Archive for the ‘Diary of a Transplant’ Category

Diary of a Transplant: Harvest Time


Harvest season is in full swing over here.

Despite a terrible summer for gardens (too much rain, then too much heat, then too much cold), we have so much produce to eat without ever leaving our property. Kale, arugula, turnips, radishes. Sun chokes, the last of the tomatoes and raspberries, beets, apples…

We’ve planted a late crop, too: radishes, carrots, and salad greens. And kale and beets, hoping they’ll overwinter, if we keep them covered when the cold hits, and give us fresh greens in early spring.

Our freezer is full of duck and lamb, and will have turkey and pork within the next few weeks. Much of this will go to barter, but we’ll keep enough back to keep ourselves well fed through the winter.

It’s a deeply satisfying feeling: food stocked up for the winter. And we worked so hard all  summer. Looking forward to sitting by the fire with a full stomach, and some slow winter projects! More photos of the bounty after the jump. Read the rest of this entry »

Category: Diary of a Transplant, Farming, upstate new york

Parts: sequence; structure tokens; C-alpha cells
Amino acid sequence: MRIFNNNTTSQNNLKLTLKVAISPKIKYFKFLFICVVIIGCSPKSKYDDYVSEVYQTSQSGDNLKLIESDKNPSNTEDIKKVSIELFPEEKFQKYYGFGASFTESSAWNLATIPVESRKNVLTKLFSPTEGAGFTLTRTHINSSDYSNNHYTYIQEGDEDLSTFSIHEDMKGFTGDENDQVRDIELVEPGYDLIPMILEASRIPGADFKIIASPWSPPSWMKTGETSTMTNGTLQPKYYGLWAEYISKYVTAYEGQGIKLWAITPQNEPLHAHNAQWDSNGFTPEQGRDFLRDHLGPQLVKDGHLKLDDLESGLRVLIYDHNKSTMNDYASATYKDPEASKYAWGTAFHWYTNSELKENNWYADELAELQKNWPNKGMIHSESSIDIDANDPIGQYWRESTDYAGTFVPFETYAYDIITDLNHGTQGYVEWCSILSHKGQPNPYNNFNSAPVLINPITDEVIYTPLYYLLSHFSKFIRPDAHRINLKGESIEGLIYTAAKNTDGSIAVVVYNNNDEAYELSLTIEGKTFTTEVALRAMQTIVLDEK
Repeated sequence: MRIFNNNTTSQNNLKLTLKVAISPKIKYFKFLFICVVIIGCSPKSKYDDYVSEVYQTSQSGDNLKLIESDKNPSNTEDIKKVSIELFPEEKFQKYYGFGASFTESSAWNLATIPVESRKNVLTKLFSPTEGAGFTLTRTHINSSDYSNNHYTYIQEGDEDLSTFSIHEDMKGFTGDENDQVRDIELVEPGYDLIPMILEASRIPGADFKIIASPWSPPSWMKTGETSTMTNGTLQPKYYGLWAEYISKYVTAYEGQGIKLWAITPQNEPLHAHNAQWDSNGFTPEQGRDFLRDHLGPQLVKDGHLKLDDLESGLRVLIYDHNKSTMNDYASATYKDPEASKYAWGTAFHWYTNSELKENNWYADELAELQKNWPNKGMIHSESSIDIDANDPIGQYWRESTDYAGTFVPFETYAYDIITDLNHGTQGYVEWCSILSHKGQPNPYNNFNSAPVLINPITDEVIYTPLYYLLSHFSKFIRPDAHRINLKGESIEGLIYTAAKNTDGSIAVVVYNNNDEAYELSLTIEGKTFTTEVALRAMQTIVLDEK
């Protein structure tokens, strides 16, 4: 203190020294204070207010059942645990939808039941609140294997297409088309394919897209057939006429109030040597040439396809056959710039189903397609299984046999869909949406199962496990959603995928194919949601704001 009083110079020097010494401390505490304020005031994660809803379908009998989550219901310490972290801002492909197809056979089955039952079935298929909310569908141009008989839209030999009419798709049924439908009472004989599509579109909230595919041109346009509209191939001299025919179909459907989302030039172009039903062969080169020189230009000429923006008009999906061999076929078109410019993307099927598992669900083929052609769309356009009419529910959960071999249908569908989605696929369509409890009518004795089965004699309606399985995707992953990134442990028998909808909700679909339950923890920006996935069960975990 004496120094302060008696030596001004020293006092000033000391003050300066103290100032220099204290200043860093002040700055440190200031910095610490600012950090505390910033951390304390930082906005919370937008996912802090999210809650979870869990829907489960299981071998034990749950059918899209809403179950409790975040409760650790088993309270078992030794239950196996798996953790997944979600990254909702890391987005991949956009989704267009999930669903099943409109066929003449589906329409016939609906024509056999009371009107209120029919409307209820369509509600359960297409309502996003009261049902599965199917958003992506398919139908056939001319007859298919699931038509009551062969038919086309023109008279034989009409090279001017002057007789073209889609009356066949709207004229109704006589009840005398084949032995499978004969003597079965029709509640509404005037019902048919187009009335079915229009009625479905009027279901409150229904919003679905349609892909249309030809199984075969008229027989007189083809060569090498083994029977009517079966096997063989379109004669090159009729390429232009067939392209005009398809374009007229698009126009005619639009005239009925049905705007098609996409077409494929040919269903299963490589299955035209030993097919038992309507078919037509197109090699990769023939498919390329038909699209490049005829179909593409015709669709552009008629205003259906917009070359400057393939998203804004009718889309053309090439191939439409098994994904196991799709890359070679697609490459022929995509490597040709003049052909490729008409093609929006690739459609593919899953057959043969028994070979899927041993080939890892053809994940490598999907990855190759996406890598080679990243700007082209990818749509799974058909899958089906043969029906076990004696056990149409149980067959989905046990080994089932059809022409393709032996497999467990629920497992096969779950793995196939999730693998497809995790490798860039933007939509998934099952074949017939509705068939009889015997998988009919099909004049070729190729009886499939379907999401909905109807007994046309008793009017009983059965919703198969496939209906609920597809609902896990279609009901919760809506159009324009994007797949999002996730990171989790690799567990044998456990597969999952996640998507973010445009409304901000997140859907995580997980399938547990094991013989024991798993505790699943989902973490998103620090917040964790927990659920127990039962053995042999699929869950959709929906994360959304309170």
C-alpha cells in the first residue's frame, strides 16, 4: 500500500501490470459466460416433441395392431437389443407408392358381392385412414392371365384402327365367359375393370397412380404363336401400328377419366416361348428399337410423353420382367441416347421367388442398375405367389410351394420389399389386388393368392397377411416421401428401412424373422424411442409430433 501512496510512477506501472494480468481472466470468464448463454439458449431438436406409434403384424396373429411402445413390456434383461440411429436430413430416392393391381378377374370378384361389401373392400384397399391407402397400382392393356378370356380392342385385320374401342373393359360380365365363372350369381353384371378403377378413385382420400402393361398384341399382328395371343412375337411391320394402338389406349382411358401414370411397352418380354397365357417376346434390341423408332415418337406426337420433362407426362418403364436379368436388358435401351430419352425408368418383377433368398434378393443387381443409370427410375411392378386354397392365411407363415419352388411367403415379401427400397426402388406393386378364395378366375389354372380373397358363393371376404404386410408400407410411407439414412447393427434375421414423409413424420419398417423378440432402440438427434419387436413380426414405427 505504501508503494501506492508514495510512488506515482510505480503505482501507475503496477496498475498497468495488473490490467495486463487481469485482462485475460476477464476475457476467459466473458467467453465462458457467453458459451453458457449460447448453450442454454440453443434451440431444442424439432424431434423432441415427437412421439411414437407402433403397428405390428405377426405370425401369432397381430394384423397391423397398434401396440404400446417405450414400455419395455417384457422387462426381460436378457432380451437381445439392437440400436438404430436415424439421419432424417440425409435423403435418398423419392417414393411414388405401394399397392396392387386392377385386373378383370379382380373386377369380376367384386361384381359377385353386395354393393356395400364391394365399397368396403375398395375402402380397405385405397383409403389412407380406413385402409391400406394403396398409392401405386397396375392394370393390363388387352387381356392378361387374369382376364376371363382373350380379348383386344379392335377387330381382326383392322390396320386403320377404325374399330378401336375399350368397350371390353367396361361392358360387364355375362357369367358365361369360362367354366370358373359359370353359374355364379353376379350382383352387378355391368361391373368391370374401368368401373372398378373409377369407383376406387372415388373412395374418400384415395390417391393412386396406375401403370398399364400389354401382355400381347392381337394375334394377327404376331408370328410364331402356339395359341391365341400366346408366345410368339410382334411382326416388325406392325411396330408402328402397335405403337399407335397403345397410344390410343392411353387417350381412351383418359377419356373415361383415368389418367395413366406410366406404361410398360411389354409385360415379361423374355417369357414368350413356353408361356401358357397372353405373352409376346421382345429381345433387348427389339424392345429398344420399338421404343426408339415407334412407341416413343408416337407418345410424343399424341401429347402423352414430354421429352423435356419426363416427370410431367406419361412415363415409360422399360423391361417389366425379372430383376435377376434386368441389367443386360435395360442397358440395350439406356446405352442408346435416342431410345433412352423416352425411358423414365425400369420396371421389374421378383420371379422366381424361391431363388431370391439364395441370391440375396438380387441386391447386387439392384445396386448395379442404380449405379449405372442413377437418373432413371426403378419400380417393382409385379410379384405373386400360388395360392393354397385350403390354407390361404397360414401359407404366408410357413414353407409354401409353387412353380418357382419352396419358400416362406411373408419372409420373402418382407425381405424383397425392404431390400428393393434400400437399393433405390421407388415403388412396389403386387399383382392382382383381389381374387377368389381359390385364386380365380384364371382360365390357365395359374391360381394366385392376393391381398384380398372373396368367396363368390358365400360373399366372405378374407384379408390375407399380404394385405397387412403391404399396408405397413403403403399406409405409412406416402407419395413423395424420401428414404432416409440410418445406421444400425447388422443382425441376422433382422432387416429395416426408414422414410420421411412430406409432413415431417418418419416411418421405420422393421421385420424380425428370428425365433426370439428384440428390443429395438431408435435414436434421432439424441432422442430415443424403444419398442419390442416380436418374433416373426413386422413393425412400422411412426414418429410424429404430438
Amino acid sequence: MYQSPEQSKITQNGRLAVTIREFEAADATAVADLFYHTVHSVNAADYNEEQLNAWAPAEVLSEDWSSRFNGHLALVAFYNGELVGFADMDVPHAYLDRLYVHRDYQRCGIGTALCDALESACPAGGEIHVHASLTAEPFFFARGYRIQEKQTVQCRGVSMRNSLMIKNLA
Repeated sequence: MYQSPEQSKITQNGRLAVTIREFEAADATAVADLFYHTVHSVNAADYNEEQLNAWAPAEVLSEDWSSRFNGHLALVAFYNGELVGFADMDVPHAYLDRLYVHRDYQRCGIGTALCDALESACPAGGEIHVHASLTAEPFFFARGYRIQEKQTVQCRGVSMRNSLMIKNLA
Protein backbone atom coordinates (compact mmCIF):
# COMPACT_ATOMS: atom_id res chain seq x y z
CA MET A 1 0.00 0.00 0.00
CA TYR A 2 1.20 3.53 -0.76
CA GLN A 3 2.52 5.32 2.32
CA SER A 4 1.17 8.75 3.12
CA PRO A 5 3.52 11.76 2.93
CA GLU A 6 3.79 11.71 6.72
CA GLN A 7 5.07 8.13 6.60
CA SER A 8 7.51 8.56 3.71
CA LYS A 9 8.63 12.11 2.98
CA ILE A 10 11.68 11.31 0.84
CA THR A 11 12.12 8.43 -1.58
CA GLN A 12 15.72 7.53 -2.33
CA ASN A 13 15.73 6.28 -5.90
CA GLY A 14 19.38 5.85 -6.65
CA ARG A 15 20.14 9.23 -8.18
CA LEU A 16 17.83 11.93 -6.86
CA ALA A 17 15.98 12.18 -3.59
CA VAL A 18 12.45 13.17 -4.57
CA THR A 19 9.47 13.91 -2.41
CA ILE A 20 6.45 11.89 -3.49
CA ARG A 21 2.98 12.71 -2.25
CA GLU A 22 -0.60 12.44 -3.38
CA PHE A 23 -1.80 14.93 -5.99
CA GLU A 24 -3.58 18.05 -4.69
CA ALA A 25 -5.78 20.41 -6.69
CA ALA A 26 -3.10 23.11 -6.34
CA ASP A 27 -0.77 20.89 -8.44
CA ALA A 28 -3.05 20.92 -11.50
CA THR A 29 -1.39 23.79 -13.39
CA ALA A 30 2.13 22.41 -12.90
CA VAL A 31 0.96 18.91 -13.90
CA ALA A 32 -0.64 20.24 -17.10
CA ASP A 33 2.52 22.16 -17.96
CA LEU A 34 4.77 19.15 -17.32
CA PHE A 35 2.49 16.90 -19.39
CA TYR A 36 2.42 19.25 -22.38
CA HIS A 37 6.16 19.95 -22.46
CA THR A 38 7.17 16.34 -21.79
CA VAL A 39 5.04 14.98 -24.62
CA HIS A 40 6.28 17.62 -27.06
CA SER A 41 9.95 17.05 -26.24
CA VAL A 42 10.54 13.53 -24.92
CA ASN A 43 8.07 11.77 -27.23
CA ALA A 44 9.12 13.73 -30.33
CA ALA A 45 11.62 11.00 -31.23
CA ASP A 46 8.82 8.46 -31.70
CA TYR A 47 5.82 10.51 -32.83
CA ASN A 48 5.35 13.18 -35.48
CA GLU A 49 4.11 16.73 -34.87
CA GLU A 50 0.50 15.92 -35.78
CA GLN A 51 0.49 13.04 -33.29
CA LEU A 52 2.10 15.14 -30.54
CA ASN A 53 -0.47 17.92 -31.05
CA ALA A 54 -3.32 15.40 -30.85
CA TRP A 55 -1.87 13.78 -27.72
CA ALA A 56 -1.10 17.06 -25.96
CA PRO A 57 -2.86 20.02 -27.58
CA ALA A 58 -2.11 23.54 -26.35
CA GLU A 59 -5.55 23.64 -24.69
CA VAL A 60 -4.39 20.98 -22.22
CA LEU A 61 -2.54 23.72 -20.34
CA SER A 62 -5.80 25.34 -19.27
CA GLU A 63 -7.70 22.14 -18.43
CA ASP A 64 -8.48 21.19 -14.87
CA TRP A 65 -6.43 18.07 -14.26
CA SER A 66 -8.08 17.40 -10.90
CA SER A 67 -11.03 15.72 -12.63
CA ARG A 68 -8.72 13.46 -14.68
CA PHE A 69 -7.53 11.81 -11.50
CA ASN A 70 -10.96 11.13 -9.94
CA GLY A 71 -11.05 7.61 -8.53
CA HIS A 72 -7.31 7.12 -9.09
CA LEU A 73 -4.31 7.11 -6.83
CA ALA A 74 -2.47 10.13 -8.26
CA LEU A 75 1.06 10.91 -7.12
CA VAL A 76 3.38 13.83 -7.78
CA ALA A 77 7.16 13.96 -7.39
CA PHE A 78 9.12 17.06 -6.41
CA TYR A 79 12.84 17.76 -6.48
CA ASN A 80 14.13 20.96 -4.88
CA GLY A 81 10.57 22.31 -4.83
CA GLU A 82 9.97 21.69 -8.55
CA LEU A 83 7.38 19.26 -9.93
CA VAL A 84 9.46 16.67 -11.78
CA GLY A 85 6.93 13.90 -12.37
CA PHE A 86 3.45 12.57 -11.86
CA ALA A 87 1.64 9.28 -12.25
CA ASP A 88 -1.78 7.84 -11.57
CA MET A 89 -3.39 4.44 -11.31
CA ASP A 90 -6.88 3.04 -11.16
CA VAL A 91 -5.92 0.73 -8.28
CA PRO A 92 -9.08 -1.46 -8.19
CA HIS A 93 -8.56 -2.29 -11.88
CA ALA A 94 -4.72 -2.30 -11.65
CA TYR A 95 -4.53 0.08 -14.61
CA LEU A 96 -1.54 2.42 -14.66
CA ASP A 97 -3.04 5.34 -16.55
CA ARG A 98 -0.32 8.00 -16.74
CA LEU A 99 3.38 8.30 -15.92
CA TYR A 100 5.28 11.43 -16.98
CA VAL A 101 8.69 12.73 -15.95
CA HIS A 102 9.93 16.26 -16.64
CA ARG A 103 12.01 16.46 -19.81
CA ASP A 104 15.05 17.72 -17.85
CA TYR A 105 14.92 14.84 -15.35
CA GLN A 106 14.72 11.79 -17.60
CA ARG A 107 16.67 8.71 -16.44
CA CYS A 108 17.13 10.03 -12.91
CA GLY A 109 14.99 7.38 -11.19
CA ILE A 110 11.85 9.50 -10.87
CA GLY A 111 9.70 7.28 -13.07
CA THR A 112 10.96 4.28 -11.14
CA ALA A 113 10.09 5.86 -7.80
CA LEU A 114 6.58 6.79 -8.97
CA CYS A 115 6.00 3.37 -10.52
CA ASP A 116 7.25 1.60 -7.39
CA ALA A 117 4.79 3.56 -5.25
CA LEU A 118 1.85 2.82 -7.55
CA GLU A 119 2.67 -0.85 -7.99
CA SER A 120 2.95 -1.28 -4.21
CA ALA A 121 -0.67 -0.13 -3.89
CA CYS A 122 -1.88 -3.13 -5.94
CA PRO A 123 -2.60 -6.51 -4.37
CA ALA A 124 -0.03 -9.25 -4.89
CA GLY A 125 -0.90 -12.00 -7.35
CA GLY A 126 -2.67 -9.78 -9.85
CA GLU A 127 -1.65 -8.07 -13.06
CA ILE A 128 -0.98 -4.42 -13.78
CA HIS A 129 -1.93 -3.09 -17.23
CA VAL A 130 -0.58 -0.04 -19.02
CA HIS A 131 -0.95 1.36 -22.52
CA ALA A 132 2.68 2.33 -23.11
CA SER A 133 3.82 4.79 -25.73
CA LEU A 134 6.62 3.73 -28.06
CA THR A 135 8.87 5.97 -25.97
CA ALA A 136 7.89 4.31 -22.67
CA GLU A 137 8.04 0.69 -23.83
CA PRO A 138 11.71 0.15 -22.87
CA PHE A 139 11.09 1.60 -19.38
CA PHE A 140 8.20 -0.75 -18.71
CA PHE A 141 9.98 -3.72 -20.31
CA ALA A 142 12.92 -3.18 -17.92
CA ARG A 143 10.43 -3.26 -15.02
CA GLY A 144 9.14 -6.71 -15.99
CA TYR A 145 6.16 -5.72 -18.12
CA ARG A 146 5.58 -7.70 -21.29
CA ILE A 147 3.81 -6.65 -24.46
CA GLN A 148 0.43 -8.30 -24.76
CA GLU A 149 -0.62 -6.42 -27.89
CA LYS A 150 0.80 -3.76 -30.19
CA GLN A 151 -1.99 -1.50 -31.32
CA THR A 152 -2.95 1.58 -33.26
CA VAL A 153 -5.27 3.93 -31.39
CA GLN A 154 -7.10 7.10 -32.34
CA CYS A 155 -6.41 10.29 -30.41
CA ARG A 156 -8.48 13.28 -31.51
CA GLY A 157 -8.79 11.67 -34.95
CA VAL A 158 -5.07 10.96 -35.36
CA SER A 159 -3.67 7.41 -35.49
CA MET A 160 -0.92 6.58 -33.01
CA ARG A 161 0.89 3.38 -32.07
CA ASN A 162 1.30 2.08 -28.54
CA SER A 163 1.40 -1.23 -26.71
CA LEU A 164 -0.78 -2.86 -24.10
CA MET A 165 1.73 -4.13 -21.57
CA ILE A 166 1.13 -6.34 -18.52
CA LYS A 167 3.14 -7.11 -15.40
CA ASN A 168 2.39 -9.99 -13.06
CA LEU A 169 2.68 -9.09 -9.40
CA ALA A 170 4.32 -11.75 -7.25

By: larissa | 10 October 2013 11:55 AM | No Comments

Diary of a Transplant: The Delicious Season

Another entry from writer Larissa Phillips, who left Brooklyn for Greene County, and the city for the farm.

It’s happening. We waited through months of cold fluorescent aisles at the grocery store , and then we were teased with the early spring months that just brought the tiny gifts of nettles and baby lettuce in the hoop house, and we are still being tortured with all this rain, but it is definitely happening.

The abundant season. The delicious time of year. The time when, on a farm, you choose your lunch by going down to the garden with a basket.

Here are some of the things we’ve been having:



Lemon cupcakes with icing and our own strawberries (courtesy of Megan, age 9, incredibly tart and sweet, and a probable entry in next month’s Greene County Youth Fair).

Read the rest of this entry »

Category: Diary of a Transplant, Farming, Food, upstate new york

By: larissa | 13 June 2013 01:00 PM | 3 Comments

Diary of a Transplant: Waiting for Spring

After a brief hibernation, writer Larissa Phillips is back to tell us about her bucolic, post-Brooklyn life on the farm.

The last time I wrote for Upstater, I was all content with the stasis of winter.